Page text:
King Shaput Zu˒l Aktaf Observes Mani's Flayed Body
Shāhnāma (Book of Kings), in Persian
Promised gift of William M. Voelkle.; voelkle leaf
This miniature appears in a sixteenth-century manuscript of Firdausī's Shāhnāma (Book of Kings), the Persian national epic, written between 980 and 1010. He tells the story of Mani (ca. 216–276), a painter and prophet from China, who sought an audience with the king, Shapur, to seek his support as a prophet of a new religion. Shapur had doubts about his creed, however, and Mani was unable to address Shapur's remarks concerning the faith of Zoroaster. The enraged king had Mani flayed and his skin stuffed with straw so that no one would be tempted to follow his teachings. Representations of the subject are extremely rare. Mani was the founder of Manichaeanism, but he actually died in prison during the reign of Bahrām I, Shapur's second successor.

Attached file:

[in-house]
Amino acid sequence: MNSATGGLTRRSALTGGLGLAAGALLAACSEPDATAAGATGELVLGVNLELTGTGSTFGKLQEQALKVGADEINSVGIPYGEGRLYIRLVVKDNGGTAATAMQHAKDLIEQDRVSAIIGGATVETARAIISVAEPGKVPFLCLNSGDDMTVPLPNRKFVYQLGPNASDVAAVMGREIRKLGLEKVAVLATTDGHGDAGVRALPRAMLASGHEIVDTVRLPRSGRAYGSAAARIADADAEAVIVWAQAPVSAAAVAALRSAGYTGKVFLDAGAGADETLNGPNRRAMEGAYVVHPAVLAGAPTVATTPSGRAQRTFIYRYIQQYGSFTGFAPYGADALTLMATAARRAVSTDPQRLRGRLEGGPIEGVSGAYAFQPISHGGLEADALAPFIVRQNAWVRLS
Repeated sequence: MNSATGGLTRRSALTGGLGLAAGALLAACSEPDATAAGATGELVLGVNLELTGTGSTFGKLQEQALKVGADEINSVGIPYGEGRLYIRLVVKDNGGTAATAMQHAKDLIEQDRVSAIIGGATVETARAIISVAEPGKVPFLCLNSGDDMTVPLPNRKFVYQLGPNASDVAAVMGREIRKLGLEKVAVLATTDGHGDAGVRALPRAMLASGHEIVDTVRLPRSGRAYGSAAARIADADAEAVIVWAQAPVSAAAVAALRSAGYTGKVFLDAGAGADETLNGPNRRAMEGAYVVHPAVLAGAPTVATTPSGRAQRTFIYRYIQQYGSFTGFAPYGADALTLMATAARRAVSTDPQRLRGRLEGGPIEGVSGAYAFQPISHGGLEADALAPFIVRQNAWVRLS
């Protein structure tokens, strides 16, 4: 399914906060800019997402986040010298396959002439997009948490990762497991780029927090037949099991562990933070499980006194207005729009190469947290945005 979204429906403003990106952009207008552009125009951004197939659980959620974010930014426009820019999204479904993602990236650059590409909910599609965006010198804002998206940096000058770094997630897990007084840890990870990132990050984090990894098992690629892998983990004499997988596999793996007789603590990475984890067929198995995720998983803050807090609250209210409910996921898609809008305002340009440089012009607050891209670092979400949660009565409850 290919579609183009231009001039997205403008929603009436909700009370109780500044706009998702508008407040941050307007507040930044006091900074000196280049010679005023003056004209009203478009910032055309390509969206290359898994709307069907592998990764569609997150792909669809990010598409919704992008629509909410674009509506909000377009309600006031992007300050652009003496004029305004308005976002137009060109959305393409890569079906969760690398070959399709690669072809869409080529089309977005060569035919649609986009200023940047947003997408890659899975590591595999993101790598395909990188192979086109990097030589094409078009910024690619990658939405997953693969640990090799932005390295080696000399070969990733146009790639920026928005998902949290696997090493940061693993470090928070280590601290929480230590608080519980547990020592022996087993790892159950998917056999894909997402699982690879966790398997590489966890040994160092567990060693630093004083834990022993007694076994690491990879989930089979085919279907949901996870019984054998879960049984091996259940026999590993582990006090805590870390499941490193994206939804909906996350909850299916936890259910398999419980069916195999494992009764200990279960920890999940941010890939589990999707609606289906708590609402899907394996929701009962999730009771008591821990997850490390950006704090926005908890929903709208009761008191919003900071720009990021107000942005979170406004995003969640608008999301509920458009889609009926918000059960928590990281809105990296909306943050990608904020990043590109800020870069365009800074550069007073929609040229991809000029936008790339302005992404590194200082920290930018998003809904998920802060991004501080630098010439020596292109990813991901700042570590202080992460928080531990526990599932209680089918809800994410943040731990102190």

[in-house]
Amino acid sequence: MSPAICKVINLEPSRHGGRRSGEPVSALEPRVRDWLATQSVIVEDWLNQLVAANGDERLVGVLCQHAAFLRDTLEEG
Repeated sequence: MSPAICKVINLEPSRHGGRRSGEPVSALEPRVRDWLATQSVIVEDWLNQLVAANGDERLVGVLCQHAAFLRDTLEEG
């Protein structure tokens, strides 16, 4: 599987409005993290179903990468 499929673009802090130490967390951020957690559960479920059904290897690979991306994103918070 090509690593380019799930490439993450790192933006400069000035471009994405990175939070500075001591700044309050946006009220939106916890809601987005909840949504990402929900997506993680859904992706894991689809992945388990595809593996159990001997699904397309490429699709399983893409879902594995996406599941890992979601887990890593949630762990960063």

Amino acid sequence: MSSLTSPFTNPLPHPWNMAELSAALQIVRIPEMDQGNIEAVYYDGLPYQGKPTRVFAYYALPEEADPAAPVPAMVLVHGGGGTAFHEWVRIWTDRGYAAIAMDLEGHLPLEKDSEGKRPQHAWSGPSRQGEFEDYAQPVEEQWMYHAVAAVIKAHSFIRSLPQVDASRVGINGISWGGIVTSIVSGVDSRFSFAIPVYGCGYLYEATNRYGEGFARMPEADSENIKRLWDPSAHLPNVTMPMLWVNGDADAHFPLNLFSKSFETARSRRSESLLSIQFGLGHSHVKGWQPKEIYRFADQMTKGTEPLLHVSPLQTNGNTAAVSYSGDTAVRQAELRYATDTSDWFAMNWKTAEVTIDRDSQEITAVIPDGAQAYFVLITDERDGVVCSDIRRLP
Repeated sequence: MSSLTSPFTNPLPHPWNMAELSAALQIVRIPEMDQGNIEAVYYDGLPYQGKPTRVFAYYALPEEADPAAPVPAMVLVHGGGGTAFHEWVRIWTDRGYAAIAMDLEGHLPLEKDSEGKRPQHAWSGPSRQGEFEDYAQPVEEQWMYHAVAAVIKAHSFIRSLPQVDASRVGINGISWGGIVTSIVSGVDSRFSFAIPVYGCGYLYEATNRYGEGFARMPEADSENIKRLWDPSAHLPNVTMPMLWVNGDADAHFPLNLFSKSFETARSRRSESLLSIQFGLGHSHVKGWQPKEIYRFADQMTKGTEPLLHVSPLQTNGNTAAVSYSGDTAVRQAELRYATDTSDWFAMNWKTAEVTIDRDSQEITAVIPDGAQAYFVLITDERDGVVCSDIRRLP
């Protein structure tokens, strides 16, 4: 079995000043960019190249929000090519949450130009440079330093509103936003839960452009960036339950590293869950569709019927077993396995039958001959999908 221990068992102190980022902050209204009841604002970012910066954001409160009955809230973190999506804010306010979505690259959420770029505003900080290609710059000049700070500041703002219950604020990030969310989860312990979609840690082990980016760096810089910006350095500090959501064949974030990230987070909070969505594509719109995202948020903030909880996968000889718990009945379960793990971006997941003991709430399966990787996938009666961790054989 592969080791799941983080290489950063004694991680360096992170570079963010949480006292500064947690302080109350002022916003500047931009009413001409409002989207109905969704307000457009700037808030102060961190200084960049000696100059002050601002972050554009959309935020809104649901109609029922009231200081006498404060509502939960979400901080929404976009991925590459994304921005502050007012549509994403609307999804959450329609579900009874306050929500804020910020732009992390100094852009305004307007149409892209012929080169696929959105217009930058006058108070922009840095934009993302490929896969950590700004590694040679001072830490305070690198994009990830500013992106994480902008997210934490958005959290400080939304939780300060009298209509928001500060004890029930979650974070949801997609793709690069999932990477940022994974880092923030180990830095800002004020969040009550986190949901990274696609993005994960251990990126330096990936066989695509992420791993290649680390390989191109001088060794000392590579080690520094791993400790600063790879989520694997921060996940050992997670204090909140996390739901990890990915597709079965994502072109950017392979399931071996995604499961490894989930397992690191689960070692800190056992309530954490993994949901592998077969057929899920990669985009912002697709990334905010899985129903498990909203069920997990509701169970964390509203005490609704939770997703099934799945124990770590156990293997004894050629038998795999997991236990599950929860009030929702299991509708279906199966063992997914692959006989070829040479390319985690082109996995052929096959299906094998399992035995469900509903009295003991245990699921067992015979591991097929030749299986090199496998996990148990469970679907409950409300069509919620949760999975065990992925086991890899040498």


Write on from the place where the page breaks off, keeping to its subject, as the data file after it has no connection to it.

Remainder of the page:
The Persians loved their poetry and their poets, though the Qur˒an warned against believing their words (sura 69.41) and "those straying in evil who follow them" (sura 26.224). While Arabic was the first language of Islam and the language of the Qur˒an, Persian was favored by poets. Even Firdausī's (940–1020) celebrated Shāhnāma (Book of Kings), the national epic of Persian, was written in verse—some 50,000 couplets! Rūmī (1207–1273), the best known of the Sufi poets, put poetry in perspective when he wrote, "A hundred thousand books of poetry existed / Before the word of the illiterate [Prophet] they were put to shame!" (Masnavī I, 529). Presented here are illustrations of Firdausī's Shāhnāma as well as works by Sa˓ dī (ca.1184–1292), Hāfiz (ca. 1320–1389), and Jāmī (1414–1492), regarded as the last of the great Sufi poets. Also featured are illustrations from each of the five poems of the Khamsa (Quintet), by Niẓāmī (ca. 1141–1209), especially Lailā and Majnūn (The Persian Romeo and Juliet) and Bahrām Gūr's Seven Princesses.